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RAID's Days May Be Numbered

Is RAID Necessary Anymore?

  • September 28, 2009
  • By Henry Newman

Henry Newman The concept of parity-based RAID (levels 3, 5 and 6) is now pretty old in technological terms, and the technology's limitations will become pretty clear in the not-too-distant future - and are probably obvious to some users already. In my opinion, RAID-6 is a reliability Band Aid for RAID-5, and going from one parity drive to two is simply delaying the inevitable.

The bottom line is this: Disk density has increased far more than performance and hard error rates haven't changed much, creating much greater RAID rebuild times and a much higher risk of data loss. In short, it's a scenario that will eventually require a solution, if not a whole new way of storing and protecting data.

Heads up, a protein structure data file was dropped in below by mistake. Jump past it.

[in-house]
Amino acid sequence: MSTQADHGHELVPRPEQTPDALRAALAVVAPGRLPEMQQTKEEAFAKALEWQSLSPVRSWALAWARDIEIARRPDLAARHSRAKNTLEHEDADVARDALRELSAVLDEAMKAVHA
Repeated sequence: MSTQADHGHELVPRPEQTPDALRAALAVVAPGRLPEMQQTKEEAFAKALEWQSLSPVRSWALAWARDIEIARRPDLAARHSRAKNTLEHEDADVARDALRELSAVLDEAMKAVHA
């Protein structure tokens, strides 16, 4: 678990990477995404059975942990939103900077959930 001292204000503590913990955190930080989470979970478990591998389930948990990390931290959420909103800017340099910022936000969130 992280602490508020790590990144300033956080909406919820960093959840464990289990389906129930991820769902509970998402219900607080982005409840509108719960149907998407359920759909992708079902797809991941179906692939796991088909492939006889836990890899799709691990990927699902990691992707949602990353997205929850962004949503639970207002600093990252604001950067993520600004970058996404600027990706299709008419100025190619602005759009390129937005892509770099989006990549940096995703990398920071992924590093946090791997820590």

We'll start with a short history of RAID, or at least the last 15 years of it, and then discuss the problems in greater detail and offer some possible solutions.

Some of the first RAID systems I worked on used RAID-5 and 4GB drives. These drives ran at a peak of 9 MB/sec. This, of course, was not the first RAID system, but 1994 is a good baseline year. You'll need to click on the image below for how the RAID rebuild picture has changed in the last 15 years.

Read the rest at Enterprise Storage Forum.

RAID reconstruction time, 1994-2009